The other reference ('008 to Webb), not specifically discussed above, is cited only for general, background information.
Of course, it is also old, generally speaking, to have emergency signs asking for help on the road, including such signs in which the shape is that of an octagon or "stop" sign shape. However, none have the ease and high visibility of the present invention, and any illuminated ones usually require access to AC power or the use of a battery pack or solar energy panel.
Thus, the present invention is directed to a display having a supporting base surface upon which are mounted a number of separate, hollow indicia elements that serve as containers for one isolated chemi-luminescent chemical or both mixed chemicals, which indicia are formed in the shape of the indicia themselves (e.g. letters, numbers, aesthetic designs, logos, etc.), so that the chemi-luminescent to be produced emanates from the very interior of the indica elements themselves for enhanced illumination. Additionally, at least one reservoir, containing at least the other chemi-luminescent chemical or both chemicals in isolation, is also mounted on the support surface or the indicia, with the interiors of the indicia elements and the interior of the reservoir being communicatively connected together but isolated from one another by a divider. The divider is designed to be easily ruptured, fractured, broken or otherwise removed, when desired, to allow the chemical(s) in the reservoir to flow into the interiors of the indicia elements, with the chemicals being mixed together, ultimately causing the chemi-luminescent light to be generated internally within the indicia elements themselves.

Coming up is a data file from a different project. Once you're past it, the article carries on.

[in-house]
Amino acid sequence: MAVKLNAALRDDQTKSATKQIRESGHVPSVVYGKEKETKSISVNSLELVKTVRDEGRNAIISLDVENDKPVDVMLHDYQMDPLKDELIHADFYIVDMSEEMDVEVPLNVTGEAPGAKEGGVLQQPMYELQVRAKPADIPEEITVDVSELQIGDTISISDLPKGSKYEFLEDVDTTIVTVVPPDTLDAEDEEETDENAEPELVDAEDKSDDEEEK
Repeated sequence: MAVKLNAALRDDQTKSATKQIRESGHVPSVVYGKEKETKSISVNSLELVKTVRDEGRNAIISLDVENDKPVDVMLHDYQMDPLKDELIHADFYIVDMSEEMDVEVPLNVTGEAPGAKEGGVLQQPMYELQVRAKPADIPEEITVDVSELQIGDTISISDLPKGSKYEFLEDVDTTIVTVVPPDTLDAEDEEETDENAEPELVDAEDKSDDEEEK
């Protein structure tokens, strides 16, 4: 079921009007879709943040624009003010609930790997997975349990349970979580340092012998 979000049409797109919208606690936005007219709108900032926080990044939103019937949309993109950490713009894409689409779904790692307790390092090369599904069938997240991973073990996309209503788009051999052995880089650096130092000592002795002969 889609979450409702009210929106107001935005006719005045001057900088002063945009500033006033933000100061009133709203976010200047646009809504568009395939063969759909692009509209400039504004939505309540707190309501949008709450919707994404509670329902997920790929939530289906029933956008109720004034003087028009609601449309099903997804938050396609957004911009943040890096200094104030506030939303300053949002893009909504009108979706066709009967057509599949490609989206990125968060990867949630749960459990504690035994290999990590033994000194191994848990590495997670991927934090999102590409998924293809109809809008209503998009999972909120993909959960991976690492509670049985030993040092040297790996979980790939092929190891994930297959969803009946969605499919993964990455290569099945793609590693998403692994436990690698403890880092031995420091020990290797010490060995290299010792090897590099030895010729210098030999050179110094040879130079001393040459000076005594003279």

The reservoir is preferably longitudinally extended and located above and adjacent to the top portions of the indicia elements, with a series of connecting lines or other openings extending from the bottom of the reservoir to the tops of the indicia elements. This allows inter alia the force of gravity to induce or assist in the flow and mixing of the two chemicals, although some shaking or other movement of the display may be desirable in respect to certain designs. Multiple reservoirs to serve multiple lines of indicia elements is also contemplated and disclosed.
In some embodiments one of the chemicals is stored in the indicia elements themselves prior to mixing; while in others both chemicals are stored in isolation in the reservoir, which can be easily replaced when needed, with the chemicals thereafter in mixed or "being mixed" form flowing into the hollow indicia elements.
When it is desired to illuminate the indicia on the display, the isolation between the reservoir and the lettering is broken by rupturing or otherwise removing the dividing member, allowing the two chemicals to mix, causing the indicia on the sign to then become internally illuminated.